Found in Sri Lanka, India, Bangladesh and Nepal. In India it occurs in peninsular India south of latitude 15 degrees north and along the east coast to Uttarakhand. It is reported to be very common around Bangalore, North Arcot district (Tamil Nadu) and Kakinada area in Andhra Pradesh. Occurs up to 1000 m (3280 ft) above sea level. Absent from most of North India.
It is a small, robust snake with thin head, short snout and slit nostrils placed rather high. The snake is olive-green and yellow to orange below. It is sometimes tinged with pink or purplish on the flanks. The length of the tail is one third to one-fourth of the total length.
The scales are rough because they are keeled. Specimens from South India have a distinct reddish line along the 5th and 6th or the 4th and 5th up to the vent. This line is brighter in the males. The females are between 70 and 75 cm long, and the males between 50 and 60 cm. The longest measured snake is 87 cm long.
The olive Keelback is found near water or among the surrounding vegetation.
The snake is distinguished by a number of scale characteristics:
Can easily be confused with olive forest Snake (Rhabdops olivaceus).
Lives in water or among the surrounding vegetation.
A diurnal snake, it is seen at night also. The snakes rarely bite when handled. It is known to aestivate in the summer.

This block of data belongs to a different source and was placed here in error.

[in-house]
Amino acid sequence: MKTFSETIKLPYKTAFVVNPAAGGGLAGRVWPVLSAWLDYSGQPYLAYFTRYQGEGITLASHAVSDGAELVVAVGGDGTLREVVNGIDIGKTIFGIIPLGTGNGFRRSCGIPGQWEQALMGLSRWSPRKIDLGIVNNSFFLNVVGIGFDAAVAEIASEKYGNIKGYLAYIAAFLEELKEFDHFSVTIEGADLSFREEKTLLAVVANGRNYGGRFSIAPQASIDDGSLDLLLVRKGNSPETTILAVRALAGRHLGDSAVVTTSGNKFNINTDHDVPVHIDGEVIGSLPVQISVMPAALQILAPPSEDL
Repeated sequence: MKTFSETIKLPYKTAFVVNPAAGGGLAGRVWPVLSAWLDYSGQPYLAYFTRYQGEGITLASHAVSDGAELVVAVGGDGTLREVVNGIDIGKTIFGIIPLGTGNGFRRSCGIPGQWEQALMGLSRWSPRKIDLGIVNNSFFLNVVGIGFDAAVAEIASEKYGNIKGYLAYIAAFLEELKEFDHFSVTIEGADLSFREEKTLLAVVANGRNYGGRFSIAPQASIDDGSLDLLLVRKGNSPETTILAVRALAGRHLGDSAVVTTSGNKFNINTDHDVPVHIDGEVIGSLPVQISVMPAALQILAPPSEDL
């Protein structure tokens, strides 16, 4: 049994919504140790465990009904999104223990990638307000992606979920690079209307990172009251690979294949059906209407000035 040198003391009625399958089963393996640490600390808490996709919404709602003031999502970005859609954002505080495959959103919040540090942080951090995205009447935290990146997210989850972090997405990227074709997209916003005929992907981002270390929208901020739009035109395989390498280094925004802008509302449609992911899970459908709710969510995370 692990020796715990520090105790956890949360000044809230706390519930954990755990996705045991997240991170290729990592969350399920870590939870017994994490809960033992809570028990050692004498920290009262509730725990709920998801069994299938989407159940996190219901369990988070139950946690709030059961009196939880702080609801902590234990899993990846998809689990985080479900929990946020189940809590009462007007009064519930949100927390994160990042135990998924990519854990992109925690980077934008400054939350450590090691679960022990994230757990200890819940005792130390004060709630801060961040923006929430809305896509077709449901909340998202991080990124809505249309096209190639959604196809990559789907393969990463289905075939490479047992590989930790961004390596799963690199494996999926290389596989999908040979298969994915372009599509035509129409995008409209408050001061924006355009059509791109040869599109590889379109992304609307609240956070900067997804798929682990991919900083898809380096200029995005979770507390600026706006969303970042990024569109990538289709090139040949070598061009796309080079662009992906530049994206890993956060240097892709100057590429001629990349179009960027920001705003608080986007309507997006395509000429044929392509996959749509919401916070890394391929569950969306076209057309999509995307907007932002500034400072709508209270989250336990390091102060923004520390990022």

The olive keelback feeds mainly on frogs, tadpoles, fish and crabs which it catches with a side-stroke motion that is characteristic of watersnakes. The snake swims past the prey and suddenly snaps its head to the side. The olive keelback is also known to eat mosquito larvae (Whitaker).
Sometimes, referred to as a water-cobra, the olive keelback is nevertheless tolerated by people.
It is oviparous (egg laying). It breeds in the monsoon. The eggs, which are white, soft and 30 to 35mm in length, are laid in clutches of 10 to 32 in the months January to April. The newly hatched snakes measure 16.6 to 17.5 cm in length.
||This article includes a list of references, related reading or external links, but its sources remain unclear because it lacks inline citations. (February 2014) (Learn how and when to remove this template message)|
- Boulenger, George A. 1890 The Fauna of British India, Including Ceylon and Burma. Reptilia and Batrachia. Taylor & Francis, London, xviii, 541 pp.
- Cantor, T. E. 1839 Spicilegium serpentium indicorum [parts 1 and 2]. Proc. Zool. Soc. London, 7: 31-34, 49-55.
- Daudin 1802 Histoire Naturelle, Générale et Particulière des Reptiles. vol. 7. Paris: Dufart , 436 pp.
- Günther, A. 1898 Notes on Indian snakes in captivity. Ann. Mag. Nat. Hist. (7) 1: 30
- Wall, FRANK 1921 Ophidia Taprobanica or the Snakes of Ceylon. Colombo Mus. (H. R. Cottle, govt. printer), Colombo. xxii, 581 pages
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